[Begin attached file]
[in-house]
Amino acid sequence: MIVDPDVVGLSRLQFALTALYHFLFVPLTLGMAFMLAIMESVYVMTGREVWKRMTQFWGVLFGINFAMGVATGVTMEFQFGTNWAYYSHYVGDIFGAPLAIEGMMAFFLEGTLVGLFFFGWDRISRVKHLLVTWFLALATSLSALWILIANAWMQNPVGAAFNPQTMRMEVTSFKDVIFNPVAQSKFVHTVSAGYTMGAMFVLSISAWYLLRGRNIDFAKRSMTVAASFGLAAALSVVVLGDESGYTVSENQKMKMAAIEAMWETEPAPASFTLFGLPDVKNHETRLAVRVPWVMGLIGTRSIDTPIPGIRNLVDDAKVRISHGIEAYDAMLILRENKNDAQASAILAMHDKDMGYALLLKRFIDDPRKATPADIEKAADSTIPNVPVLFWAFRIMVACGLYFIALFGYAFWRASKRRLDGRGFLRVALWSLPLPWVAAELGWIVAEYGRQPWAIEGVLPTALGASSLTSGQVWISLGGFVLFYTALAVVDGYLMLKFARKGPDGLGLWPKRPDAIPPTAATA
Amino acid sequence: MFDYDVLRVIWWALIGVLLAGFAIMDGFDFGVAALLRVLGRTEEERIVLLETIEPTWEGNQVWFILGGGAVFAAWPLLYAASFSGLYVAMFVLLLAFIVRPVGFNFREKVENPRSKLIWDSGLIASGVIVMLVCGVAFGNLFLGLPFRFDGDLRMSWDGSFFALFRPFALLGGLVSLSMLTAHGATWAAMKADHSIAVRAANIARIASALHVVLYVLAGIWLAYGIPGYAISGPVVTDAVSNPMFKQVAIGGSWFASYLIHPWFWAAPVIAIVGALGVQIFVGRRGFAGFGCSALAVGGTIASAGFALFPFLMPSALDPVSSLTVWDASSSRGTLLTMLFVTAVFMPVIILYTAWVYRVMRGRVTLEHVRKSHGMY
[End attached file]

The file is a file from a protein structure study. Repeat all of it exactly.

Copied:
[in-house]
Amino acid sequence: MIVDPDVVGLSRLQFALTALYHFLFVPLTLGMAFMLAIMESVYVMTGREVWKRMTQFWGVLFGINFAMGVATGVTMEFQFGTNWAYYSHYVGDIFGAPLAIEGMMAFFLEGTLVGLFFFGWDRISRVKHLLVTWFLALATSLSALWILIANAWMQNPVGAAFNPQTMRMEVTSFKDVIFNPVAQSKFVHTVSAGYTMGAMFVLSISAWYLLRGRNIDFAKRSMTVAASFGLAAALSVVVLGDESGYTVSENQKMKMAAIEAMWETEPAPASFTLFGLPDVKNHETRLAVRVPWVMGLIGTRSIDTPIPGIRNLVDDAKVRISHGIEAYDAMLILRENKNDAQASAILAMHDKDMGYALLLKRFIDDPRKATPADIEKAADSTIPNVPVLFWAFRIMVACGLYFIALFGYAFWRASKRRLDGRGFLRVALWSLPLPWVAAELGWIVAEYGRQPWAIEGVLPTALGASSLTSGQVWISLGGFVLFYTALAVVDGYLMLKFARKGPDGLGLWPKRPDAIPPTAATA
Amino acid sequence: MFDYDVLRVIWWALIGVLLAGFAIMDGFDFGVAALLRVLGRTEEERIVLLETIEPTWEGNQVWFILGGGAVFAAWPLLYAASFSGLYVAMFVLLLAFIVRPVGFNFREKVENPRSKLIWDSGLIASGVIVMLVCGVAFGNLFLGLPFRFDGDLRMSWDGSFFALFRPFALLGGLVSLSMLTAHGATWAAMKADHSIAVRAANIARIASALHVVLYVLAGIWLAYGIPGYAISGPVVTDAVSNPMFKQVAIGGSWFASYLIHPWFWAAPVIAIVGALGVQIFVGRRGFAGFGCSALAVGGTIASAGFALFPFLMPSALDPVSSLTVWDASSSRGTLLTMLFVTAVFMPVIILYTAWVYRVMRGRVTLEHVRKSHGMY